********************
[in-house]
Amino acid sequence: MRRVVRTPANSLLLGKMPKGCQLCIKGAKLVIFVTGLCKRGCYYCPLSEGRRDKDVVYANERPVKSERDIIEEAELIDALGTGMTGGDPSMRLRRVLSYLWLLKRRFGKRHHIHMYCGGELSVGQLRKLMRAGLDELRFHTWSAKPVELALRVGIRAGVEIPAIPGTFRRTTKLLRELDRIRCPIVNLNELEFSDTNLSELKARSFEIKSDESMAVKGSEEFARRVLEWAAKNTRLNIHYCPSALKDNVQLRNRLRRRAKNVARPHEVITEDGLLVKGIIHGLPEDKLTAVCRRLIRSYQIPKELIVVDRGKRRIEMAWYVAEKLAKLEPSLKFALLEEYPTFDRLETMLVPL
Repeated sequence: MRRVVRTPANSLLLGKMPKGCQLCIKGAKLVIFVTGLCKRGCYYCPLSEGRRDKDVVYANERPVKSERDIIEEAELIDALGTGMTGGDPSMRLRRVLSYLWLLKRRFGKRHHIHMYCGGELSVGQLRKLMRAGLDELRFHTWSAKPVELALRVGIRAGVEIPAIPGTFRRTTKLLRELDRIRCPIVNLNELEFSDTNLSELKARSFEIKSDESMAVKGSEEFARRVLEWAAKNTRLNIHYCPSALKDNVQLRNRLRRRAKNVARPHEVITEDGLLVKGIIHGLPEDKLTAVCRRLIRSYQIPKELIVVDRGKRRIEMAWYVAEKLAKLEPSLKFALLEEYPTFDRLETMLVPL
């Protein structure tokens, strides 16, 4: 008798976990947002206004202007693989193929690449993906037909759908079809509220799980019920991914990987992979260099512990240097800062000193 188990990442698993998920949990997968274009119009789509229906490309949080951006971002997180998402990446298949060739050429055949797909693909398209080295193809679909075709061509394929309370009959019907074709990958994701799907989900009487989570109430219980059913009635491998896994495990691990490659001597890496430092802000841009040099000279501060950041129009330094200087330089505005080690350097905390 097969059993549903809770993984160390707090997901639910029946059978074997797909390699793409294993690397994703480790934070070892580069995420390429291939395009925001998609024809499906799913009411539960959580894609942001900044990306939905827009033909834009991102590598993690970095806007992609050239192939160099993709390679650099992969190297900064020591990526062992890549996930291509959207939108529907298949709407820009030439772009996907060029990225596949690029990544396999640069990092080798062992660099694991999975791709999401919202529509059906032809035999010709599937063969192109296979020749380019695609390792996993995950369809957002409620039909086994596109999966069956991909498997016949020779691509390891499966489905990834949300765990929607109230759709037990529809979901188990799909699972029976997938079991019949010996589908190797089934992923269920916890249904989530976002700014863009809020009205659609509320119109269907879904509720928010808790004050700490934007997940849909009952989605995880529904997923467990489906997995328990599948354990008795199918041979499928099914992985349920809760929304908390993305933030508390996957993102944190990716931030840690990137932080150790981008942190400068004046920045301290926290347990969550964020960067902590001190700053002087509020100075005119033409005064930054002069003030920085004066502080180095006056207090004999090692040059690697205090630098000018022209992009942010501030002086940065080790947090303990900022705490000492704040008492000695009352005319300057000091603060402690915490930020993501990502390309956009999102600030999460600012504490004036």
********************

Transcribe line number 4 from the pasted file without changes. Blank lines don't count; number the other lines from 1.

């Protein structure tokens, strides 16, 4: 008798976990947002206004202007693989193929690449993906037909759908079809509220799980019920991914990987992979260099512990240097800062000193 188990990442698993998920949990997968274009119009789509229906490309949080951006971002997180998402990446298949060739050429055949797909693909398209080295193809679909075709061509394929309370009959019907074709990958994701799907989900009487989570109430219980059913009635491998896994495990691990490659001597890496430092802000841009040099000279501060950041129009330094200087330089505005080690350097905390 097969059993549903809770993984160390707090997901639910029946059978074997797909390699793409294993690397994703480790934070070892580069995420390429291939395009925001998609024809499906799913009411539960959580894609942001900044990306939905827009033909834009991102590598993690970095806007992609050239192939160099993709390679650099992969190297900064020591990526062992890549996930291509959207939108529907298949709407820009030439772009996907060029990225596949690029990544396999640069990092080798062992660099694991999975791709999401919202529509059906032809035999010709599937063969192109296979020749380019695609390792996993995950369809957002409620039909086994596109999966069956991909498997016949020779691509390891499966489905990834949300765990929607109230759709037990529809979901188990799909699972029976997938079991019949010996589908190797089934992923269920916890249904989530976002700014863009809020009205659609509320119109269907879904509720928010808790004050700490934007997940849909009952989605995880529904997923467990489906997995328990599948354990008795199918041979499928099914992985349920809760929304908390993305933030508390996957993102944190990716931030840690990137932080150790981008942190400068004046920045301290926290347990969550964020960067902590001190700053002087509020100075005119033409005064930054002069003030920085004066502080180095006056207090004999090692040059690697205090630098000018022209992009942010501030002086940065080790947090303990900022705490000492704040008492000695009352005319300057000091603060402690915490930020993501990502390309956009999102600030999460600012504490004036």